A Unique Way of Communicating
Ignatius Low, age 21, has autism. His unique way of communicating, using two words at a time or words with two syllables, is how he best understands instructions. For example, if he is praised for closing the door, he would find it easier to understand, “Thank you!” rather than “I appreciate that.”
He registers abbreviations such as “NTUC” better if it is broken into “N/T” and “U/C”. The Programme Staff at COH observed that Ignatius needs more time to process what he hears if it is not in bite-size amounts.
Too many words can overwhelm and “freeze” him and it can take hours for him to “unfreeze”.
Sensitive to sound, he also used to bang his head on the wall when he first came to the Centre. However, he has since learnt to tolerate noise better and moderate his actions.
All these episodes have reduced in just a little over the year that Ignatius has been at COH.
If there is anything endearing about Ignatius, it is the fact that he a foodie! He loves French Fries and Fried Chicken. But, he also tends to grab his friends’ chicken wings.
Knowing that his Teachers are keeping a watchful eye over him, Ignatius is slowly learning to let his friends enjoy their chicken wings as much as he finds them irresistible.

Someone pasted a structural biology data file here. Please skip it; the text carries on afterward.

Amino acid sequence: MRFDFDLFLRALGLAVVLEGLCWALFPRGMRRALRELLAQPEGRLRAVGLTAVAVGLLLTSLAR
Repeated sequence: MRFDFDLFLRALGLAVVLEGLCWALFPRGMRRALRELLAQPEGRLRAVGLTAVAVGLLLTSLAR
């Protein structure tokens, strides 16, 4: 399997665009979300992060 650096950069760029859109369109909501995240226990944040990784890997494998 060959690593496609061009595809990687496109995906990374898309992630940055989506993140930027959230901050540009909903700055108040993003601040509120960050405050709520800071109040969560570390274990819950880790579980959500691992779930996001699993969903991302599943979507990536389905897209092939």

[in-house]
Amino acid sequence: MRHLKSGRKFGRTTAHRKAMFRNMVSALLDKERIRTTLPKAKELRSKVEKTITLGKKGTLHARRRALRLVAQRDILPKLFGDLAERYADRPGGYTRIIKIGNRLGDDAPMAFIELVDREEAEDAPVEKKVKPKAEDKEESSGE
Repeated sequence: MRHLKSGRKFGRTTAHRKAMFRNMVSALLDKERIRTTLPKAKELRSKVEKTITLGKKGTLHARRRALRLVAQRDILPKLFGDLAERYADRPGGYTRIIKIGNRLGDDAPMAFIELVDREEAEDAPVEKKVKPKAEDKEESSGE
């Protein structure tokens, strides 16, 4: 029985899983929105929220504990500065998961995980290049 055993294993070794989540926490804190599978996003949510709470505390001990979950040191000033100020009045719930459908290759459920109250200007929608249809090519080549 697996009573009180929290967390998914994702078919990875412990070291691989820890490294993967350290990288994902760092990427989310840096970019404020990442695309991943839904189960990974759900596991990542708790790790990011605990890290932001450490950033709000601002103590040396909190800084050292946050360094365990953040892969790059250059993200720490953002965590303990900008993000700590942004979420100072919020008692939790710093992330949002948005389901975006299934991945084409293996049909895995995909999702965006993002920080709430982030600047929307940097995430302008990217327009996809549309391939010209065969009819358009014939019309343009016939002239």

At COH, Ignatius is growing to understand social norms and to show restraint -important skills that have enabled him to broaden his horizons outside of his home.
He Has Grown So Much!
Mr Harjit Singh is the Programme Officer in charge of the class that Ignatius attends at Emmanuel Activity Centre (Toa Payoh).
“I am very proud of Ignatius, especially his ability to do 3-D puzzles!” says Harjit. “It is not easy for someone with autism to construct such puzzles because it calls for him to take on different perspectives. Ignatius faced some difficulty initially, but mastered it in just two weeks.”
Ignatius is now applying his newfound problem-solving skills and ability to take on other points of view, to his life. This has helped him to have a better grasp of his context as well as improve his interaction with others.
Ignatius has found a place in COH, where he can learn and grow continually, in spite of autism. The little breakthroughs he has made in the year past, have helped him grow in understanding and made a world of a difference in his life.
About the Author: The COH Resource Team comprises volunteers, content writers and experts, including psychologists, counsellors, educators and social service professionals.